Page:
Child Support Enforcement

The issue of child support can be easy or problematic, depending on the attitudes of both parents. Some parents just make an agreement together and never have to deal with court ordered child support. However, a lot of child support cases do go to court.

Once a case of child support goes to court, the judge will determine how much child support should be paid by the non-custodial parent. It will then be up to that parent to make the payments as ordered by the court. But what happens when a parent doesn’t pay child support according to the court order?

Automatic State Child Support Enforcement

In some states there is a program setup where people who have not paid child support like they are supposed to, are automatically tracked. They are then charged, or have their wages garnished, in order to make up the payments. However, some people consider that system to be controversial. So, not all states use it.

Working with Child Support Agencies and Friend of the Court Offices

If you have custody of your child and the other parent is not making the child support payments on time, you can try to get them to comply with help from a Friend of the Court or Child Support Agency, depending on where you live. In certain states the child support agencies will work hard to track down the other parent and get them to pay. They may even take legal actions. Those actions might include garnishing the other parent’s wages, or even putting them in jail if they refuse to comply with the court order.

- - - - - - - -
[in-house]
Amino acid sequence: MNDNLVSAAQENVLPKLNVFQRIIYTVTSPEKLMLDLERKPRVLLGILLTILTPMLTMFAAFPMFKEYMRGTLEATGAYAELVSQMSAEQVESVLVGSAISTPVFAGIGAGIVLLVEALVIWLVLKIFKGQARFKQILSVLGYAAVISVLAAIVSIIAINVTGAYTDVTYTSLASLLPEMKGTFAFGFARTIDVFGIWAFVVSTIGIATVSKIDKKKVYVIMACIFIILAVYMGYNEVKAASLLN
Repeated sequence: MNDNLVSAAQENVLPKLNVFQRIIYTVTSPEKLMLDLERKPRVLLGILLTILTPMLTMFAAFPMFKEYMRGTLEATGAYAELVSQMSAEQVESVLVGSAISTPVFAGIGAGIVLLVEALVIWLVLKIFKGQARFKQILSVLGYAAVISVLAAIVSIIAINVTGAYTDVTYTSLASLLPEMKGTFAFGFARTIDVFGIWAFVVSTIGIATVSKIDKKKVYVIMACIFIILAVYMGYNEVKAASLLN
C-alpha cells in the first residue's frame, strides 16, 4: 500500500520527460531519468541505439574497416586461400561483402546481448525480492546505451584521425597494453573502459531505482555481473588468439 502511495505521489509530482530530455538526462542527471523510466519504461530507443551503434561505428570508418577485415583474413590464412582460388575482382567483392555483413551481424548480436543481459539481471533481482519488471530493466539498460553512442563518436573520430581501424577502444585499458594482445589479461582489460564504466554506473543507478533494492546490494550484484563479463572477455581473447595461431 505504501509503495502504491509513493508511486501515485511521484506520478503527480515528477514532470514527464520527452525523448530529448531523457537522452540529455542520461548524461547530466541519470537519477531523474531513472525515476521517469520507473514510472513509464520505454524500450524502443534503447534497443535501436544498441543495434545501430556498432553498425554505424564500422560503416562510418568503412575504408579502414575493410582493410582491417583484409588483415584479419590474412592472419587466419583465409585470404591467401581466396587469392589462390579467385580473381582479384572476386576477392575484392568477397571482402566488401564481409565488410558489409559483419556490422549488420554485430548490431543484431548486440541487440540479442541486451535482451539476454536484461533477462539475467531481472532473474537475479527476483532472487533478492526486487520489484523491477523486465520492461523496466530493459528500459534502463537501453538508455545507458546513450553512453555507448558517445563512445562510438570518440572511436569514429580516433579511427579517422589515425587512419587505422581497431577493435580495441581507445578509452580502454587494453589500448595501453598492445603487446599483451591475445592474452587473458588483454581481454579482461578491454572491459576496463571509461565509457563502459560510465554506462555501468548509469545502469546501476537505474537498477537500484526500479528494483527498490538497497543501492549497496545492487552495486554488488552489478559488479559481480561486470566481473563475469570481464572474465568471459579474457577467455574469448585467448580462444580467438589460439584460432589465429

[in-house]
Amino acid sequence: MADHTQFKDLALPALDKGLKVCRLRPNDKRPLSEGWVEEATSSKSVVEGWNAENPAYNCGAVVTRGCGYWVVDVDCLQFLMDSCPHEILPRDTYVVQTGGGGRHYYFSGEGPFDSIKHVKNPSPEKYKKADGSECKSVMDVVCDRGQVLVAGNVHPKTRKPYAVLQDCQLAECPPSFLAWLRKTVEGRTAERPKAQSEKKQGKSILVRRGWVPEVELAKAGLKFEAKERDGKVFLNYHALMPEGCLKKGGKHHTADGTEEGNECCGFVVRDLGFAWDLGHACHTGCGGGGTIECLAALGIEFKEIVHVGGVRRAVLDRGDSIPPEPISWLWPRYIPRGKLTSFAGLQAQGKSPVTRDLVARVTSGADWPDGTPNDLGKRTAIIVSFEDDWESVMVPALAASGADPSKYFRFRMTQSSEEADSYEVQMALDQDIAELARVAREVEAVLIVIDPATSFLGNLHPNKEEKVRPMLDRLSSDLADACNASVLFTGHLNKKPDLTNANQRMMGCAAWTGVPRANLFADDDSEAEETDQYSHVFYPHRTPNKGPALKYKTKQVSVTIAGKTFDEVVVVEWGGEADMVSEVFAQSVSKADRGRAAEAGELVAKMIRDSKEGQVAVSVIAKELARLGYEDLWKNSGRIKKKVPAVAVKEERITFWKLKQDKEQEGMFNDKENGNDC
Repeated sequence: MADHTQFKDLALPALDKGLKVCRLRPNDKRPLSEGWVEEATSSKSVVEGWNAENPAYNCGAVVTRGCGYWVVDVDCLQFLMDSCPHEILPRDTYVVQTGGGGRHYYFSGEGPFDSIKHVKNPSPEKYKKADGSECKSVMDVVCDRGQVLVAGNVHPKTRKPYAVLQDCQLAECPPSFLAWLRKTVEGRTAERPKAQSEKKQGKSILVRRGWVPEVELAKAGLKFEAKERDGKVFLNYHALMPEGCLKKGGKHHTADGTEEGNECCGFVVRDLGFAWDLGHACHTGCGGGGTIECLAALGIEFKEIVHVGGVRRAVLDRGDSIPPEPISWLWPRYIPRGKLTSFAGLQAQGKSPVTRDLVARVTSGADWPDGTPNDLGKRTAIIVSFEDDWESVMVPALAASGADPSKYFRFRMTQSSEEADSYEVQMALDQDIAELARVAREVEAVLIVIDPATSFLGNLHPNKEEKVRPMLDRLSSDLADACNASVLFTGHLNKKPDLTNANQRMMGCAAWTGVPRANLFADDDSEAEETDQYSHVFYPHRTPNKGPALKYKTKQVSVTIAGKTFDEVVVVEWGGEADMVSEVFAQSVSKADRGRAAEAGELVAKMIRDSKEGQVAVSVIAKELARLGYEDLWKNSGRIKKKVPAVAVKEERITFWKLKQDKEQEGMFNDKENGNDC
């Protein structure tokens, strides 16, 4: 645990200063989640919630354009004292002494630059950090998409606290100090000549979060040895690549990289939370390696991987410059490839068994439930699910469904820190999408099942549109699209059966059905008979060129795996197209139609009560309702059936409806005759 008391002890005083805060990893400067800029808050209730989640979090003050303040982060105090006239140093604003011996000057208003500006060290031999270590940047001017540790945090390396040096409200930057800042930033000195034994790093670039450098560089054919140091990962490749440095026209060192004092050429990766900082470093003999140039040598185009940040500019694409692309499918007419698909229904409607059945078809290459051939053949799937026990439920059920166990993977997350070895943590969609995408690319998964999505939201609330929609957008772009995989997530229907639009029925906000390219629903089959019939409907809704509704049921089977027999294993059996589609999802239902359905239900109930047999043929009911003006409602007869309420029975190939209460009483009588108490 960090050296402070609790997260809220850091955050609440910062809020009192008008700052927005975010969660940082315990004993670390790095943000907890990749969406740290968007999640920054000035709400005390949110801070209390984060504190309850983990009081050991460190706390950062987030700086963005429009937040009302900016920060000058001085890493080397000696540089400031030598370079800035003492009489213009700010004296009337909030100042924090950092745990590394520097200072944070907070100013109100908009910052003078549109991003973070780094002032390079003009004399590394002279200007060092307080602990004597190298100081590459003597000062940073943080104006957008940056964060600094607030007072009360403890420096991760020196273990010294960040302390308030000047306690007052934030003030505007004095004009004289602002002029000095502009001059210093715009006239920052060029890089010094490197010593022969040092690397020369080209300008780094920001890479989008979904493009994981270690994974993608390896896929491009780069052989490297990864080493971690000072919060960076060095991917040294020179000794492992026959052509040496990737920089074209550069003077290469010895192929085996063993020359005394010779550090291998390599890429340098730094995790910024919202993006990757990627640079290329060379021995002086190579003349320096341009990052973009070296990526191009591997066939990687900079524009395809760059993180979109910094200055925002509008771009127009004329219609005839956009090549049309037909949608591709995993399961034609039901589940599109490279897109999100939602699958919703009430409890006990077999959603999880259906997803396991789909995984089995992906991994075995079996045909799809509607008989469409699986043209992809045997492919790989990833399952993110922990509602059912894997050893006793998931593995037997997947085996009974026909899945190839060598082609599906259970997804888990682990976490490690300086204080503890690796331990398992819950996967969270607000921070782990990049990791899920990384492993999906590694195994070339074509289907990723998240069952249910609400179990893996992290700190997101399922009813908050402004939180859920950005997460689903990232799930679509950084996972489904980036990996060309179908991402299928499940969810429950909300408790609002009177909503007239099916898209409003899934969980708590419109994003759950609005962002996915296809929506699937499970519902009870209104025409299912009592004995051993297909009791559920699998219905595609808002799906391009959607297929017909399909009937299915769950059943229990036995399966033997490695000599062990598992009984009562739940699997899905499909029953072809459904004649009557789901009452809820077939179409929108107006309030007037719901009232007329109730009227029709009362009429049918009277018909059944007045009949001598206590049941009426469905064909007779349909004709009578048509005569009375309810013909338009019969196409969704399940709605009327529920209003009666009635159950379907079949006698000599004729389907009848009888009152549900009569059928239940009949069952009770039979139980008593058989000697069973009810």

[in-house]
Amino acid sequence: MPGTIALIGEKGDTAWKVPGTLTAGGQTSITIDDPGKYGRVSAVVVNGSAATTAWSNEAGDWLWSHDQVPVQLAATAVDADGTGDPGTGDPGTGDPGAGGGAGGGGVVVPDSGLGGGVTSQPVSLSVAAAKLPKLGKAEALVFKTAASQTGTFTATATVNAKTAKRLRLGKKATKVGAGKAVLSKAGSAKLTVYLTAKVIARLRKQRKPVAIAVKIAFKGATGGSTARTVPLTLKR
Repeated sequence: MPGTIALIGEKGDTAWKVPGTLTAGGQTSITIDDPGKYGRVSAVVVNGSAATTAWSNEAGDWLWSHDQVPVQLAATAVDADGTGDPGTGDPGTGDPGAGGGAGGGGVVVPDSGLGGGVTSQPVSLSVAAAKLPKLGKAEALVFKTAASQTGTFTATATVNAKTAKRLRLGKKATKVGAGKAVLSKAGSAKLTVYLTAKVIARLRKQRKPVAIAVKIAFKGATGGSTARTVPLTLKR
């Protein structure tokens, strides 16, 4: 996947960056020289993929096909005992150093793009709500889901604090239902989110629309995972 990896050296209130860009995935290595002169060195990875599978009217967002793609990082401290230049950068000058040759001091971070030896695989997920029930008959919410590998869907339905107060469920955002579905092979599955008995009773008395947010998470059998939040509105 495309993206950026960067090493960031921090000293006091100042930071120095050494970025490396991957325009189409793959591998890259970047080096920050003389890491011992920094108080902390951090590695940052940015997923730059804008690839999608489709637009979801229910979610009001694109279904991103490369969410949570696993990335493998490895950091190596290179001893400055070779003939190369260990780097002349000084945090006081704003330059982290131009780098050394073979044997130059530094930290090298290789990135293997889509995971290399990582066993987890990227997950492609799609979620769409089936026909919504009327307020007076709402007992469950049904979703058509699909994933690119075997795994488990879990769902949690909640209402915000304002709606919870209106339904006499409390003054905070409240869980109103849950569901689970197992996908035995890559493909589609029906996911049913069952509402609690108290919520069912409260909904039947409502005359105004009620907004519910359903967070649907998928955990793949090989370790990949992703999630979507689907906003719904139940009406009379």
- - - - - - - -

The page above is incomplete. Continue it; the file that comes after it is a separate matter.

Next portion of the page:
Working Between States

If you live in one state and the other parent lives in another state, you should know that working on child support enforcement between states can be tricky. However, there are private agencies that can help you to connect with state child support agencies in the other state. You may also be able to cut out the middleman entirely and just ask your state child support agency to talk to the agency in the other state. But you should be aware that the rules and guidelines vary quite a bit in each state.

A Separate Court Case

When all else fails, it may be necessary for you to start a new court case in order to get the other parent to comply with their child support obligations. If that happens, you will need to petition the court to examine the situation. The new case will only involve enforcing the payments, not changing the payment amounts or terms of child support.

The Office of Child Support Enforcement

If you still aren’t sure how to enforce child support payments, you can contact the Office of Child Support Enforcement, which works with federal and state agencies to enforce child support payments. Visit their website at to learn what steps you need to take.